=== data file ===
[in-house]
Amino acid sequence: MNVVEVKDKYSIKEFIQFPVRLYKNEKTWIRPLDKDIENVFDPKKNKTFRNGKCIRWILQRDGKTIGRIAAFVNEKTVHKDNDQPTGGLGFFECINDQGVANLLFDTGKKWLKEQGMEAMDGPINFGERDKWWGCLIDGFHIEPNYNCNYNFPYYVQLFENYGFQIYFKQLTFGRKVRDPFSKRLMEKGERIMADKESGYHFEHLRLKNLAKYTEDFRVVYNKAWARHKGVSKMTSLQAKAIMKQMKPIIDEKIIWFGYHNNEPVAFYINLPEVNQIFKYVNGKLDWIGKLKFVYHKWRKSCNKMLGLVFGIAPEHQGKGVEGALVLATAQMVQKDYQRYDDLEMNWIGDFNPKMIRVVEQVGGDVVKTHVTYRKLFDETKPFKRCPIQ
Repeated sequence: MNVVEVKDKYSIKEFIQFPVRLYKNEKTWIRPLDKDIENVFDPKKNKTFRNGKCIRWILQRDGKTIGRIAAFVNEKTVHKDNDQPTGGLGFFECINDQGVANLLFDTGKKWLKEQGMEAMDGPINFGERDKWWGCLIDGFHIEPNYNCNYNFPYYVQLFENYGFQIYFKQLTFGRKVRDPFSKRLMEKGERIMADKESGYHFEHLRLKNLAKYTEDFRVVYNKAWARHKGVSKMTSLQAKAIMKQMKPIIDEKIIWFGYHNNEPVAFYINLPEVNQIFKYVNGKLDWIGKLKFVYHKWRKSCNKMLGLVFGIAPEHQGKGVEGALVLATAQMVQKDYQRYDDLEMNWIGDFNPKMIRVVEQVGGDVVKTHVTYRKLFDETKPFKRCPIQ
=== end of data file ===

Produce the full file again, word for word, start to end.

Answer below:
[in-house]
Amino acid sequence: MNVVEVKDKYSIKEFIQFPVRLYKNEKTWIRPLDKDIENVFDPKKNKTFRNGKCIRWILQRDGKTIGRIAAFVNEKTVHKDNDQPTGGLGFFECINDQGVANLLFDTGKKWLKEQGMEAMDGPINFGERDKWWGCLIDGFHIEPNYNCNYNFPYYVQLFENYGFQIYFKQLTFGRKVRDPFSKRLMEKGERIMADKESGYHFEHLRLKNLAKYTEDFRVVYNKAWARHKGVSKMTSLQAKAIMKQMKPIIDEKIIWFGYHNNEPVAFYINLPEVNQIFKYVNGKLDWIGKLKFVYHKWRKSCNKMLGLVFGIAPEHQGKGVEGALVLATAQMVQKDYQRYDDLEMNWIGDFNPKMIRVVEQVGGDVVKTHVTYRKLFDETKPFKRCPIQ
Repeated sequence: MNVVEVKDKYSIKEFIQFPVRLYKNEKTWIRPLDKDIENVFDPKKNKTFRNGKCIRWILQRDGKTIGRIAAFVNEKTVHKDNDQPTGGLGFFECINDQGVANLLFDTGKKWLKEQGMEAMDGPINFGERDKWWGCLIDGFHIEPNYNCNYNFPYYVQLFENYGFQIYFKQLTFGRKVRDPFSKRLMEKGERIMADKESGYHFEHLRLKNLAKYTEDFRVVYNKAWARHKGVSKMTSLQAKAIMKQMKPIIDEKIIWFGYHNNEPVAFYINLPEVNQIFKYVNGKLDWIGKLKFVYHKWRKSCNKMLGLVFGIAPEHQGKGVEGALVLATAQMVQKDYQRYDDLEMNWIGDFNPKMIRVVEQVGGDVVKTHVTYRKLFDETKPFKRCPIQ